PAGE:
Trends in Indian construction industry

Trends in Indian construction industry

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Though India got its first official green government building as late as in 2014 when the Navi Mumbai Municipal Corporation headquarters was inaugurated, things have moved fast thereafter. Many state governments have decided to convert their existing buildings green through retrofitting and following green norms for new ones. For example, New Moti Bagh GPRA Complex in New Delhi redeveloped by NBCC is the largest IGBC certified Green Home Complex of its kind

Construction industry is growing at a steady pace and the size of global construction industry is likely to cross $ 10 trillion by 2020. One of the salient features of the industry is that it is quick to adopt newer technology and meet the changing needs of the circumstances. In last one year, several trends have started emerging in the construction industry, which in due course is likely to become rule of law.

Green is buzz word today and green fever is catching up the construction industry very fast. In fact, it is the government, both at the Centre and State level, which have set a good precedent for others to follow. Though India got its first official green government building as late as in 2014 when the Navi Mumbai Municipal Corporation headquarters was inaugurated, things have moved fast thereafter. Many state governments have decided to convert their existing buildings green through retrofitting and following green norms for new ones. NBCC Ltd, a PSU engaged in real estate , redevelopment and construction, is now executing all its new projects in line with Green Building and GRIHA norms. For example, New Moti Bagh GPRA Complex in New Delhi redeveloped by NBCC is the largest IGBC certified Green Home Complex of its kind.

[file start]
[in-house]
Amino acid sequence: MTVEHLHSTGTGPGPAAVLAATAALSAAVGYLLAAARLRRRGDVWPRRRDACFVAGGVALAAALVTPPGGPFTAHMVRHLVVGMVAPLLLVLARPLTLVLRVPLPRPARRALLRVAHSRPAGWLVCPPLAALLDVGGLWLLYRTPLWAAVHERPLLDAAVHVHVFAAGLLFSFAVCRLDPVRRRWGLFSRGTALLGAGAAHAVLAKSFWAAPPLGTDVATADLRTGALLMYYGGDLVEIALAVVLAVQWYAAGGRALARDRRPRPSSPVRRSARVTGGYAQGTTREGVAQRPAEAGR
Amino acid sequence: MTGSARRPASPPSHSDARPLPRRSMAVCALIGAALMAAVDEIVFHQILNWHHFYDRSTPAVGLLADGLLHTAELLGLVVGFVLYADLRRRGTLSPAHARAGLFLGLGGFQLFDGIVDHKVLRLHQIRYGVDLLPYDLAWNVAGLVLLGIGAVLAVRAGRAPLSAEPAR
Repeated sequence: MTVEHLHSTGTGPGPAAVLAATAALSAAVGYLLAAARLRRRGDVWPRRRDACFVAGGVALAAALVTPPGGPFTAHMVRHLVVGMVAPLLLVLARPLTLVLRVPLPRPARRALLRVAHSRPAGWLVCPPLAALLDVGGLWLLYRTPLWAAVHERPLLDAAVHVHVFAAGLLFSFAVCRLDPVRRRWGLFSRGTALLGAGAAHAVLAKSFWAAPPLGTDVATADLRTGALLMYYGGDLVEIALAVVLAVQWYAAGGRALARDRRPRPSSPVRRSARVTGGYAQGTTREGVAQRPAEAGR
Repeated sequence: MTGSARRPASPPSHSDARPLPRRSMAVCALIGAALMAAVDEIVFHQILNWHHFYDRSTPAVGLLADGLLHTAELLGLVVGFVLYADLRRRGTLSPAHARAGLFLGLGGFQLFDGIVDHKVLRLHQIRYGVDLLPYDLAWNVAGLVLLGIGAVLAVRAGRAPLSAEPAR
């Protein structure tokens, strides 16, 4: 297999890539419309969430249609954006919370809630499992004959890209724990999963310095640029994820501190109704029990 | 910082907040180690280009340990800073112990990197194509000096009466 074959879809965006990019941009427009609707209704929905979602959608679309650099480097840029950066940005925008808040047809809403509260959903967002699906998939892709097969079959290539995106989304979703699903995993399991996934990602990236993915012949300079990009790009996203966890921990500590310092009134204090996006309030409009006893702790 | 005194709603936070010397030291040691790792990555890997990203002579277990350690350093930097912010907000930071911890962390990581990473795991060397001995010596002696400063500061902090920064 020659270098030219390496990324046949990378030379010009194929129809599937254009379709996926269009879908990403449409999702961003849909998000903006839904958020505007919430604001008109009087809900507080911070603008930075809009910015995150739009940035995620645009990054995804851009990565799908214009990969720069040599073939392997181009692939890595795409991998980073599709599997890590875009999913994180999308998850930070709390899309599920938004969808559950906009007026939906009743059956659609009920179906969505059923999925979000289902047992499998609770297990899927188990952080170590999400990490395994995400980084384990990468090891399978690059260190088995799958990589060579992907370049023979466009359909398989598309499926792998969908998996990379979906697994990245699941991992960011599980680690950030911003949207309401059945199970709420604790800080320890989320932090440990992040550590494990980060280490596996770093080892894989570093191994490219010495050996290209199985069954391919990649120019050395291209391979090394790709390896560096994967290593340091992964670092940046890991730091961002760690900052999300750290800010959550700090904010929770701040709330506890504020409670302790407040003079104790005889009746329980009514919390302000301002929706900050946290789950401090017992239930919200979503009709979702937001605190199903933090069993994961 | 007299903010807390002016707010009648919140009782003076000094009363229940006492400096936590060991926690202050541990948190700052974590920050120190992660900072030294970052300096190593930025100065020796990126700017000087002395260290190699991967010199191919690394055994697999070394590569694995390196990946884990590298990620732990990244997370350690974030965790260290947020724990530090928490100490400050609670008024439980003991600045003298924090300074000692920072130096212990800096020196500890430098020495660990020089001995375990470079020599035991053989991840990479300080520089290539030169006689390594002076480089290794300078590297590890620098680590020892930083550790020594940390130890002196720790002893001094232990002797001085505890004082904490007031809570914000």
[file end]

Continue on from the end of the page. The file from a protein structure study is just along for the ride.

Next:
Even the private sector realtors are not far behind in employing Green norms in construction.  In fact, Green Buildings have become selling points for the private sectors players especially when the Realty sector is passing through a lean phase in terms of sales. Rahejas, Hiranandanis, etc have all opted for Green norms in many of their prestigious projects.

Affordable housing by employing Monolithic Concrete Construction is becoming popular among the state agencies. According to a director of a Housing Board in South India “Monolithic Concrete Construction cuts the construction time by 20-50%. Most of the state governments want quick results as elections are around corner.” Recently Pimpri Chinchwad New Town Development Authority (PCNTDA), joined the growing number of state agencies opting for Monolithic concrete construction system for its upcoming affordable housing project in Pune.  Recently, Telangana government had announced its plans to construct houses using Monolithic concrete construction technique. The Parliamentary Standing Committee on Urban Development has also suggested Monolithic Concrete Construction system using Aluminium Formwork.

Tunnel Form Construction Technique which produces high quality monolithic structures was invented over 50 years ago. It eliminates the use of any subsequent wet trades (Plastering etc). It is basically an operation to cast walls and slabs in one operation in a daily cycle. This technique is highly systematic, earthquake proven and provides an ideal solution to the critical problem of sound transmission. It gives a sound reduction of 50 decibels. Construction by using this technology will be much faster and a 10-floor apartment building can be built in just over a month’s time. However, specialist contractors with tunnel-form experience is highly recommended in order to tailor the design to suit best construction method.